• Once a record is created, one or more of an owner of the record, a records repository, an authorized user, a records management team member, or the like can set records controls to regulate access to and distribution of the record. Records controls, as referred to herein, can include one or more records management policies, procedures, rules, etc., which can pertain to access privileges, records lifecycle management, and the like. For example, privileges can be set (e.g. by an administrator, manager, etc.) on a repository to allow users having certain roles to access particular records stored in the repository. Lifecycle management, records management, or other software-based architectures can be used to identify original records, versions of records, copies of records, and distribution histories of records. Records maintenance can be accomplished by formally and discretely identifying records (e.g. by coding and storing records in folders or other file plan hierarchies specifically designed for protection and storage capacity, by informally identifying and filing without indexing, or by other approaches.
  • Content management is a related field to records management. However, the two approaches are not always compatible and are sometimes at odds with one another. A content management system (CMS) suitable for managing the various content items that an organization produces or receives, retains or otherwise stores, manipulates or modifies, etc. can support the requirements of one or more applications, and optionally other requirements, to provide a coherent solution in which content and management processes are capable of accessing content across a variety of applications subject to access controls, permissions, and the like. Content items managed by a content management system can include one or more of files, documents, images, photos, Web pages, records, XML documents, other unstructured or semi-structured files, etc., as well as directory structures such as folders, file trees, file plans, or the like, which can provide organization for multiple content items in addition to storing or otherwise representing relationships between content items, etc. For simplicity, the term “document” is used generically herein to refer to all types of content items handled by a content management system, while “record” refers to a content item that has been put under the control of a records management system.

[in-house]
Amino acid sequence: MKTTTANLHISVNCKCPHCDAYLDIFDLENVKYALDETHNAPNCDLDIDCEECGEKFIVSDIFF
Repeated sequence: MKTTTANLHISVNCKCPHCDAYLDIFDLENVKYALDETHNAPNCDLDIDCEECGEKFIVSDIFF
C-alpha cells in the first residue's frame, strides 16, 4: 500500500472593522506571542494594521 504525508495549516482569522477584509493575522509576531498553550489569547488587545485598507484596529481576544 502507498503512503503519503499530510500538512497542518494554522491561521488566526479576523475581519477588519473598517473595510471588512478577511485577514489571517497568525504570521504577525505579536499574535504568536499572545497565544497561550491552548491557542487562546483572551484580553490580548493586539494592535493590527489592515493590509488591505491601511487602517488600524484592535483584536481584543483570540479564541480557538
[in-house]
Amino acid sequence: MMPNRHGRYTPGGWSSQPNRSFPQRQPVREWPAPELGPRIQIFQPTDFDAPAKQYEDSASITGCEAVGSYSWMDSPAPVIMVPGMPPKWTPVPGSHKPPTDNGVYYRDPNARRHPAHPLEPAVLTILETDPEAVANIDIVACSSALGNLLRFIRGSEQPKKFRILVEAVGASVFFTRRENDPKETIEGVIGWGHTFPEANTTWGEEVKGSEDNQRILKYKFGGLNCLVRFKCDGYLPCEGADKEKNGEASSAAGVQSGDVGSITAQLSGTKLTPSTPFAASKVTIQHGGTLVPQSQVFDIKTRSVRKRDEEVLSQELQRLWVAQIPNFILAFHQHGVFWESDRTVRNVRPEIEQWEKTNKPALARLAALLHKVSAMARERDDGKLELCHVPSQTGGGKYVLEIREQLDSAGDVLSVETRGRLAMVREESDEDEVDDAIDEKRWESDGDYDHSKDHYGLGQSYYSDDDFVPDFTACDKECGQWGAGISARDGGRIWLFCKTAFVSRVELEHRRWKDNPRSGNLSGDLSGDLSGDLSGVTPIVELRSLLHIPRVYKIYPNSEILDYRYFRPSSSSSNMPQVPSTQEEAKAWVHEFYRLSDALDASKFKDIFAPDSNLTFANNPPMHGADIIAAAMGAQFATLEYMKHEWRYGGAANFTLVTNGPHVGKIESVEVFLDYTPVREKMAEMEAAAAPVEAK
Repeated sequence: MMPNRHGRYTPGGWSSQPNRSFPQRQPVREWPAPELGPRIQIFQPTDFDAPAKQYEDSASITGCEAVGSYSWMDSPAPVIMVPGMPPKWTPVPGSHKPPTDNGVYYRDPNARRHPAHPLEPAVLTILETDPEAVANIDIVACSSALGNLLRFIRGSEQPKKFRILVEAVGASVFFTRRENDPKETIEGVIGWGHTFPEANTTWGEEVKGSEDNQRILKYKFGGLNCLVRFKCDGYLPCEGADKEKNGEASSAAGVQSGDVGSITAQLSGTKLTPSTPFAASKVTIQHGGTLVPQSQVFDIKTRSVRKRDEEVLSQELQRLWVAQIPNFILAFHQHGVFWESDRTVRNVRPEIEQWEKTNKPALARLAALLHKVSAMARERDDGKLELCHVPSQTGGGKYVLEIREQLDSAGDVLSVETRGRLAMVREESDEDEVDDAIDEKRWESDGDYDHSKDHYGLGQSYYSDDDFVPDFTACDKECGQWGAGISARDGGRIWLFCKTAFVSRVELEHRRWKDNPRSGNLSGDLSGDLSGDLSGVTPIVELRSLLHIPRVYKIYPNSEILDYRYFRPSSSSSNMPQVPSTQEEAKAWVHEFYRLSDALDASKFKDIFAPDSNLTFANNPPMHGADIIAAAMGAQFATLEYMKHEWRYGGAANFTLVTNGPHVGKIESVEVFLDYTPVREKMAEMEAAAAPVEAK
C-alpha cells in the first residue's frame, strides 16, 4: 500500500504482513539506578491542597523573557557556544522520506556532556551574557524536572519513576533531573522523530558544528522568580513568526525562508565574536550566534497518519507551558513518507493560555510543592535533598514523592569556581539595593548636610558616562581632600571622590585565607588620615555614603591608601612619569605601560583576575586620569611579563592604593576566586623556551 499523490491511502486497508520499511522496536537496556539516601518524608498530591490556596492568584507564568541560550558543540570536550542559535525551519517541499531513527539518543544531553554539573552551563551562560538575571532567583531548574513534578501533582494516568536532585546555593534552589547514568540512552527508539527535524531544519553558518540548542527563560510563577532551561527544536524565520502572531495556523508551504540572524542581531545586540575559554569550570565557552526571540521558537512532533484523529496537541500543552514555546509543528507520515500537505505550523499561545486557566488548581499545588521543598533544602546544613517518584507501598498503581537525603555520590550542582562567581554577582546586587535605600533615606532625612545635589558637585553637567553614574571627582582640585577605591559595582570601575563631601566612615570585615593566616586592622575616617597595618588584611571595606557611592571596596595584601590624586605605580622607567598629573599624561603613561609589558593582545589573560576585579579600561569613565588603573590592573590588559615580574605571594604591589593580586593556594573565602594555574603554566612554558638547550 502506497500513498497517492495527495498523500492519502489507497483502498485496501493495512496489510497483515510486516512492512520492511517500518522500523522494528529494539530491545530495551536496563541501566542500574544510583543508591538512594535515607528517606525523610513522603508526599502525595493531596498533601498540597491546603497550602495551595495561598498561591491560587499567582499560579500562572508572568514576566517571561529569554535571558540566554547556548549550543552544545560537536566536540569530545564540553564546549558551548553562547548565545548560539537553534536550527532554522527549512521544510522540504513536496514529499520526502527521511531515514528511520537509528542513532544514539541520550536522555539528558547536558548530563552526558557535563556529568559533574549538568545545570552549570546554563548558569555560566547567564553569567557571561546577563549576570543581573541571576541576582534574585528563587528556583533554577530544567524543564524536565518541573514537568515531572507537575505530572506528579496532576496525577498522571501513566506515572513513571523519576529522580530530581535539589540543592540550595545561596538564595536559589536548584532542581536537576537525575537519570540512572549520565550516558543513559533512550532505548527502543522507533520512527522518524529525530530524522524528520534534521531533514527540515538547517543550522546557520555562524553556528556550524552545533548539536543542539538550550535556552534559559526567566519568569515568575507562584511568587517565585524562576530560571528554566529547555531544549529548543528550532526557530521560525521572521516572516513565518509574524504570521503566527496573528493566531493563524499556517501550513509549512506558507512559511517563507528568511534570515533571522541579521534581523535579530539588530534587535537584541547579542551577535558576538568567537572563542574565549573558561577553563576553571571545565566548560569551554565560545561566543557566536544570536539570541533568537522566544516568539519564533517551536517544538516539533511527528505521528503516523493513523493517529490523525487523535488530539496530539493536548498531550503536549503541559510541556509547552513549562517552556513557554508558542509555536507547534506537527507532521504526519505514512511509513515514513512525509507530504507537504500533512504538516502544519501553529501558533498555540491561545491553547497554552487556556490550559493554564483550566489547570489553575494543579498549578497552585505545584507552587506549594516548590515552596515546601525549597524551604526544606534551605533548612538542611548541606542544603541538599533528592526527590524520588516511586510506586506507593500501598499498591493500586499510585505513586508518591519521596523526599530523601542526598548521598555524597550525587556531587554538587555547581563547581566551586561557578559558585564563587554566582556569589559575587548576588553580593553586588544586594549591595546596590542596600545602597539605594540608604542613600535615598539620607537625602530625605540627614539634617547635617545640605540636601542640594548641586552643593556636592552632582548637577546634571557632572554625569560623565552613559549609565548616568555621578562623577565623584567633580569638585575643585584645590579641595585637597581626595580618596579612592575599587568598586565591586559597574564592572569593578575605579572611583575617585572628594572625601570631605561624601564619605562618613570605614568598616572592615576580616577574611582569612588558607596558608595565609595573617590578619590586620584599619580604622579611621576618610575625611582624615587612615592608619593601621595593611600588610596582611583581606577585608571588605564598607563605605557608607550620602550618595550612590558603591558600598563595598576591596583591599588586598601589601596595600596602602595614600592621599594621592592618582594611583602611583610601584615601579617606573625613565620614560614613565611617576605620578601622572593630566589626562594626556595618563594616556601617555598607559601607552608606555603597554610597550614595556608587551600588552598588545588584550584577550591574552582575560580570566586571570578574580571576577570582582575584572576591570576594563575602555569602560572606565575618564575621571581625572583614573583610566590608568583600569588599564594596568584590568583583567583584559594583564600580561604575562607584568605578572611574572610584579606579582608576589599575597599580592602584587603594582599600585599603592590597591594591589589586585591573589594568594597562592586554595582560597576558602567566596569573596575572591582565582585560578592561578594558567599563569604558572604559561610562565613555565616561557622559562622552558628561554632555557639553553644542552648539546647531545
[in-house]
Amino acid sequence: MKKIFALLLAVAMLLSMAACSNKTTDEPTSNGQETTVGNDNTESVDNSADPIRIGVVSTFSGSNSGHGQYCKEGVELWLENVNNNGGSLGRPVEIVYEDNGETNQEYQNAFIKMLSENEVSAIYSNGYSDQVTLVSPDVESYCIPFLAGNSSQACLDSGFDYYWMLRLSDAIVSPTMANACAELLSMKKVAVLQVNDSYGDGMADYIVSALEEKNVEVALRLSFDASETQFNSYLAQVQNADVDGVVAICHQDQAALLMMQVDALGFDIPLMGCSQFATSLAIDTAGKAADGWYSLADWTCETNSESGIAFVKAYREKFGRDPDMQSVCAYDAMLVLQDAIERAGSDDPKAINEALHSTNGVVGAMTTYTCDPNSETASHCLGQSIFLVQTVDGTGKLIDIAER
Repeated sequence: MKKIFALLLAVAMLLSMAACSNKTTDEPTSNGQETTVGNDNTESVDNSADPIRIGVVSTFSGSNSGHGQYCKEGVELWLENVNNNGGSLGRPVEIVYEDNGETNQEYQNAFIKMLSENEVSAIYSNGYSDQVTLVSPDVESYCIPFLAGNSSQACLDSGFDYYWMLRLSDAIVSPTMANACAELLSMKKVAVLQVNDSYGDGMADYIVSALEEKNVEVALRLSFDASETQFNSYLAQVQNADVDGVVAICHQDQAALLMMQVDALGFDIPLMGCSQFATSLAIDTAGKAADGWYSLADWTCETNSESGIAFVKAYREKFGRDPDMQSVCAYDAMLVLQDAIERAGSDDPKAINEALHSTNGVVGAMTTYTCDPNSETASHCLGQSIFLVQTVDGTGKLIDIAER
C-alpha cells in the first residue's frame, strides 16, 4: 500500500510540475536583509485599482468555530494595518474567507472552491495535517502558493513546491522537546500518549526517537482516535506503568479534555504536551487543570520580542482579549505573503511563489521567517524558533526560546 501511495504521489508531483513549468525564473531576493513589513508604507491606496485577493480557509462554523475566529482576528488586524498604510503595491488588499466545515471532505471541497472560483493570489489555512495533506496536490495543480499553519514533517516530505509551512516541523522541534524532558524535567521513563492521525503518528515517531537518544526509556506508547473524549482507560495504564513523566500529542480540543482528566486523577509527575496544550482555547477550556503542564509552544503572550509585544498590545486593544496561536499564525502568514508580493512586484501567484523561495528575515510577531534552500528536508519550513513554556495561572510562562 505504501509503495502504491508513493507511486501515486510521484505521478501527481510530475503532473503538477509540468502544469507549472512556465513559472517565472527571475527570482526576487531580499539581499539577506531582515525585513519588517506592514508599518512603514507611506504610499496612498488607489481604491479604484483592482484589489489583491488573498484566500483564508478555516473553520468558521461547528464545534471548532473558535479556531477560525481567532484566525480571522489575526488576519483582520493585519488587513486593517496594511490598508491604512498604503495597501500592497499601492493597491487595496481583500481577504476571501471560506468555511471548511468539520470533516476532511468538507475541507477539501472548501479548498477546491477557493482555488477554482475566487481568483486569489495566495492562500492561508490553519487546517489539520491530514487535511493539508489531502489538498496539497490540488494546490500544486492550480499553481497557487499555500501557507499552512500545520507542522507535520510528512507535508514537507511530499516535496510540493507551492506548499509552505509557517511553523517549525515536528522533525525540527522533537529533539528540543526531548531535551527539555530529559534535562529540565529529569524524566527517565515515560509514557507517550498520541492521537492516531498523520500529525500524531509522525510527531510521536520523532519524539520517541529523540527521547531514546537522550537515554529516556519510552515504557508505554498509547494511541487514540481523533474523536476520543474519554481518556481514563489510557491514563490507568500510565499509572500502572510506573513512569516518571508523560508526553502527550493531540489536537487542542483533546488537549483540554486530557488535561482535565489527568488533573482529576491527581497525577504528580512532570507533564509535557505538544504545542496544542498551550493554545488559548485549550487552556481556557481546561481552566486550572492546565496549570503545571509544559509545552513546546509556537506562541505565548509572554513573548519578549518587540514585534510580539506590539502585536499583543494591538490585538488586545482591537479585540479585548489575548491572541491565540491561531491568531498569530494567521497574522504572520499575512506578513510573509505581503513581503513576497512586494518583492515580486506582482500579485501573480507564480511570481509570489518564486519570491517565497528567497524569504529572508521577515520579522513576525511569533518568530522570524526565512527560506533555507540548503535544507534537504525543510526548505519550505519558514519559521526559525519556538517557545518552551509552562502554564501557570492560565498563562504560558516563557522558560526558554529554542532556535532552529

• A content management system can manage one or more of the actual digital content of a document, the metadata that describes a context of the document, associations between the document and other content or documents, a place and classification of the document in a repository, indexes for finding and accessing documents, etc. The content management system can also manage processes and lifecycles of documents to ensure that this information is correct. The content management system can also manage one or more workflows for capturing, manipulating, editing, storing, and distributing documents, as well as the lifecycle for how long a document will be retained and what happens after that retention period.
  • A content management system for use in enterprise content management can include one or more of document management tools, applications, and interfaces to support general office work, search, and discovery. Workflow management capabilities of a content management system can support various business processes, optionally including, but not limited to, case management and review and approval. Collaboration applications and services of a content management system can support the collaborative development of information and knowledge in the creation and refinement of content and documents. Web content management services of a content management system, which can be scalable, can support the delivery and deployment of content and documents from the enterprise to users (e.g. end users of content, customers of the enterprise, etc.). Records management capabilities of a content management system can capture and preserve records based upon government-approved or other standards. A standards-based platform can also provide access to applications that use these standards, such as publishing, image management, email management, etc.
  • Currently available approaches to coordinating records management with content management systems typically involve moving a document from a content management system repository to a records management repository when the document is designated or otherwise classified as a record. A records management team can manage policies for the records retained at the records management repository. However, such an approach can have the undesirable effect of requiring users to understand operation and navigation of a separate records management system to access documents that they had previously authored, accessed, modified, had read permissions for, etc. on the content management system after those documents are designated as records and moved to the separate records management system.